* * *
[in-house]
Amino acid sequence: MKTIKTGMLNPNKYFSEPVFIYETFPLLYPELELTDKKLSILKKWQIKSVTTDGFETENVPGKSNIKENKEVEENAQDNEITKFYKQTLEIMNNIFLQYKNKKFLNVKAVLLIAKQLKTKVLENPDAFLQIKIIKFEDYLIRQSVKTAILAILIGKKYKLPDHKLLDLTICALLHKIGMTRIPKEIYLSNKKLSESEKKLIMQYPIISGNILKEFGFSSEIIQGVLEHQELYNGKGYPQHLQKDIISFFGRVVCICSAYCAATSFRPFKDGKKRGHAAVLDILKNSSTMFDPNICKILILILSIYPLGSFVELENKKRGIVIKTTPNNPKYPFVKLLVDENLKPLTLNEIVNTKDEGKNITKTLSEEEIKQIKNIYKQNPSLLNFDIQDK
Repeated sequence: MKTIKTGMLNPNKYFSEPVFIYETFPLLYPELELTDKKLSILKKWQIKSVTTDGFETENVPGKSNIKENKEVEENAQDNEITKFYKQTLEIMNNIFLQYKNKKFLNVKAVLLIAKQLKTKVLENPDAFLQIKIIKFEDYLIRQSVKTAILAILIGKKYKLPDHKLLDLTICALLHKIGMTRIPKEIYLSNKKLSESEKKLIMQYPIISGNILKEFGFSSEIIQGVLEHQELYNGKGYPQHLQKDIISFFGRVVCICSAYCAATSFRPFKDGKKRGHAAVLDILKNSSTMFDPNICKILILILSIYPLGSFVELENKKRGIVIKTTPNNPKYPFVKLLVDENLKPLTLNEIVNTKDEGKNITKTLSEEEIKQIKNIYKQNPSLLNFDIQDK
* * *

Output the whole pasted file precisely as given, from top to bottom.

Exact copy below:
[in-house]
Amino acid sequence: MKTIKTGMLNPNKYFSEPVFIYETFPLLYPELELTDKKLSILKKWQIKSVTTDGFETENVPGKSNIKENKEVEENAQDNEITKFYKQTLEIMNNIFLQYKNKKFLNVKAVLLIAKQLKTKVLENPDAFLQIKIIKFEDYLIRQSVKTAILAILIGKKYKLPDHKLLDLTICALLHKIGMTRIPKEIYLSNKKLSESEKKLIMQYPIISGNILKEFGFSSEIIQGVLEHQELYNGKGYPQHLQKDIISFFGRVVCICSAYCAATSFRPFKDGKKRGHAAVLDILKNSSTMFDPNICKILILILSIYPLGSFVELENKKRGIVIKTTPNNPKYPFVKLLVDENLKPLTLNEIVNTKDEGKNITKTLSEEEIKQIKNIYKQNPSLLNFDIQDK
Repeated sequence: MKTIKTGMLNPNKYFSEPVFIYETFPLLYPELELTDKKLSILKKWQIKSVTTDGFETENVPGKSNIKENKEVEENAQDNEITKFYKQTLEIMNNIFLQYKNKKFLNVKAVLLIAKQLKTKVLENPDAFLQIKIIKFEDYLIRQSVKTAILAILIGKKYKLPDHKLLDLTICALLHKIGMTRIPKEIYLSNKKLSESEKKLIMQYPIISGNILKEFGFSSEIIQGVLEHQELYNGKGYPQHLQKDIISFFGRVVCICSAYCAATSFRPFKDGKKRGHAAVLDILKNSSTMFDPNICKILILILSIYPLGSFVELENKKRGIVIKTTPNNPKYPFVKLLVDENLKPLTLNEIVNTKDEGKNITKTLSEEEIKQIKNIYKQNPSLLNFDIQDK